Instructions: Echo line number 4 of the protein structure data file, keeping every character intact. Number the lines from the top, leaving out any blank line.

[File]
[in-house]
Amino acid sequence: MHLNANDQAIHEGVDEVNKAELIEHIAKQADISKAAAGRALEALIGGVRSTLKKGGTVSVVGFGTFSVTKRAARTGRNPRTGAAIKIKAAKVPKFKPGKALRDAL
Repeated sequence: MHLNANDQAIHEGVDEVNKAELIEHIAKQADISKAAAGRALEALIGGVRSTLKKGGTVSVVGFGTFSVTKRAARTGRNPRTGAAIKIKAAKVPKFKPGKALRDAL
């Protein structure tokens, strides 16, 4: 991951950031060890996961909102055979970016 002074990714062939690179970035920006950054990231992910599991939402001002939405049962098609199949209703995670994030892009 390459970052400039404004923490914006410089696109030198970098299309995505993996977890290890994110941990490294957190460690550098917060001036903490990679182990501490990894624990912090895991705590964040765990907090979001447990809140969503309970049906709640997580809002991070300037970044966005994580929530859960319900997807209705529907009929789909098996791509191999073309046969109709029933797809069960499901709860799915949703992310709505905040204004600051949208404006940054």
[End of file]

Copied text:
């Protein structure tokens, strides 16, 4: 991951950031060890996961909102055979970016 002074990714062939690179970035920006950054990231992910599991939402001002939405049962098609199949209703995670994030892009 390459970052400039404004923490914006410089696109030198970098299309995505993996977890290890994110941990490294957190460690550098917060001036903490990679182990501490990894624990912090895991705590964040765990907090979001447990809140969503309970049906709640997580809002991070300037970044966005994580929530859960319900997807209705529907009929789909098996791509191999073309046969109709029933797809069960499901709860799915949703992310709505905040204004600051949208404006940054």